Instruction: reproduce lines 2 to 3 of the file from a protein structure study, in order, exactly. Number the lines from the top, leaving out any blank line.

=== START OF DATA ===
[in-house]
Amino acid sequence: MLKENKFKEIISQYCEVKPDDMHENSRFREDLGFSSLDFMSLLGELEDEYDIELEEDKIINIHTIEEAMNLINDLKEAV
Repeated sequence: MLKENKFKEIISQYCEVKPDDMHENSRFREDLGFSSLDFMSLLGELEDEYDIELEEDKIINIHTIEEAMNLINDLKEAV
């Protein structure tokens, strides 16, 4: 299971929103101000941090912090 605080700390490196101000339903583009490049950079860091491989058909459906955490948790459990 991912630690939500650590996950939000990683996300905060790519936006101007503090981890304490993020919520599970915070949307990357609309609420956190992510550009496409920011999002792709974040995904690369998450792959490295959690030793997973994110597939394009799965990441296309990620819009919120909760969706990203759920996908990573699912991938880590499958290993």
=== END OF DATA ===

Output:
Amino acid sequence: MLKENKFKEIISQYCEVKPDDMHENSRFREDLGFSSLDFMSLLGELEDEYDIELEEDKIINIHTIEEAMNLINDLKEAV
Repeated sequence: MLKENKFKEIISQYCEVKPDDMHENSRFREDLGFSSLDFMSLLGELEDEYDIELEEDKIINIHTIEEAMNLINDLKEAV